There is a well-known joke among security professionals:
Q: “What does IoT stand for?”A: “Internet of Threats.”
Sadly, this joke is our reality.
An estimated 20.4 billion Internet of Things devices will be deployed by 2020, according to Gartner, in what some have dubbed “the fourth industrial revolution.” These connected devices are being manufactured to streamline everything we do. Smart fridges will be capable of ordering groceries when we’re running low, for example, and smart desks will alert us when we’ve been sitting too long.
While there is vast opportunity for IoT to improve both our personal and professional lives, there’s an equally vast opportunity for bad actors to exploit vulnerabilities in connected devices.
Most of us, without thinking twice, assume that privileged access and configurations around our current IoT devices will stay the same; however, failing to acknowledge or scan for new developments could be a fatal mistake.
Overlooking new security measures that would further improve security for IoT devices could result in exposure to malicious attackers and the growing cybersecurity threat landscape.
In the world of manufacturing — where shaping up and shipping out the next best product as fast as possible is the name of the game — security is commonly, and disturbingly, an afterthought.
How Unsecure Is Your IoT Device?
One of the biggest security concerns, when it comes to IoT devices, is unauthorized access. Unbeknownst to the everyday user, each device can act as an entry point into a network. Leaving them unsecured could create a large and unmanageable attack surface.
The Mirai botnet malware attack, which struck two years ago, showed just how high IoT risk really is. To carry out the attack, hackers gained access to millions of routers and IP cameras through hardcoded default passwords, like admin/password or root/1234.
They then created a botnet leveraging the hijacked cameras to conduct a coordinated DDoS (distributed denial of service) attack that rendered much of the Internet inaccessible on the United States’ East Coast.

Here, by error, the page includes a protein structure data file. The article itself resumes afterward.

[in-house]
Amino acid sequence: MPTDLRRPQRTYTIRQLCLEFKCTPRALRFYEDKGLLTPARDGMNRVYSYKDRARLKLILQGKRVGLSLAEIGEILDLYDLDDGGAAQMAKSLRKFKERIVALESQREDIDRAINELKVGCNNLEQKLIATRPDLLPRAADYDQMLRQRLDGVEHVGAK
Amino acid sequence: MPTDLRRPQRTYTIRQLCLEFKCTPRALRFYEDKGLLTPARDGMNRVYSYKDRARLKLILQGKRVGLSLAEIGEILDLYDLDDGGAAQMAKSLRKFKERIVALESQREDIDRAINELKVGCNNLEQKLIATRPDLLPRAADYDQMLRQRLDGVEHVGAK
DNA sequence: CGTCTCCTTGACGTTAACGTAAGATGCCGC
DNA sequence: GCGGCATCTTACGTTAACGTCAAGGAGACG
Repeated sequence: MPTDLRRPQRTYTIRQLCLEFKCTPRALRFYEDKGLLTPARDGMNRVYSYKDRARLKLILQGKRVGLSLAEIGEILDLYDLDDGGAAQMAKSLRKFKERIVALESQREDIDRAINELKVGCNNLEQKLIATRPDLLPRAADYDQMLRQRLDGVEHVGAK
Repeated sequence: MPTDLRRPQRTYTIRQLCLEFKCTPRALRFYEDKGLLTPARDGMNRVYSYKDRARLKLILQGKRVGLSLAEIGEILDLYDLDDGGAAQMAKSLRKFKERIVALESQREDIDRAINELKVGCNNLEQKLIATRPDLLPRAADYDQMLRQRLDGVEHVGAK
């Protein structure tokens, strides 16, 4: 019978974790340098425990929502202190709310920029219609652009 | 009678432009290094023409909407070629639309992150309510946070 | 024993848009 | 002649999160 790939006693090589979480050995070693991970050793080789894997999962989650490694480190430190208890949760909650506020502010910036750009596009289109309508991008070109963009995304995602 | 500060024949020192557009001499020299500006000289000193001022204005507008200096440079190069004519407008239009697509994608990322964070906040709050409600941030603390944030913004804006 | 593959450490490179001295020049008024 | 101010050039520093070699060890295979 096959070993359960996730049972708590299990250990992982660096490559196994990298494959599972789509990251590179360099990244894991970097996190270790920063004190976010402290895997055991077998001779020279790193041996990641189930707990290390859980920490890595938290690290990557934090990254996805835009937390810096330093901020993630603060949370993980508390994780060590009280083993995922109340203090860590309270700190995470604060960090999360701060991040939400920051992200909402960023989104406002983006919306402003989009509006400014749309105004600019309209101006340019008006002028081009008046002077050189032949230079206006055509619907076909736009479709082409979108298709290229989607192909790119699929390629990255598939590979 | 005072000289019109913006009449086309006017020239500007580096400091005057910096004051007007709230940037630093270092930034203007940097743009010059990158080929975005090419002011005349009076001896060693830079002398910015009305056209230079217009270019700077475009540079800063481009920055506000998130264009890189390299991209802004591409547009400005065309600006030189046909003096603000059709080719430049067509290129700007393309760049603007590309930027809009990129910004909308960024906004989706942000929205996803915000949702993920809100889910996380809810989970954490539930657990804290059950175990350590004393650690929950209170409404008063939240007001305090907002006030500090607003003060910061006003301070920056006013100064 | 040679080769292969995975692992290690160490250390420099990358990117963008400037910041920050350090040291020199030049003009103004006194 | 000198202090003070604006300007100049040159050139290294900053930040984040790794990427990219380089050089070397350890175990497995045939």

More recently, VPNFilter malware targeted IoT devices, infecting SOHO (small-office-home-office) routers through well-known software vulnerabilities.
The malware hijacked network flows going through the routers and featured a kill-switch capable of destroying the routers’ software.
“Who cares about SOHO routers?” you might ask. Well, these devices are used by critical infrastructure, such as the energy sector. Imagine the impact this kind of malware could have on the U.S. if it could shut down energy grids.
What would transpire if IoT-connected vehicles, such as smart cars, were the victims of an attack? Imagine hackers taking control of the wheel to steer a car off the road or remotely steal a vehicle from its owner.
The potential ramifications of compromised IoT devices could be detrimental to both our online and physical safety.
As these examples show, IoT devices have the potential to create a high-risk security environment capable of widespread, crippling damage — not to mention a complete headache for security executives and their teams.
Managing Your IoT Devices Like Employees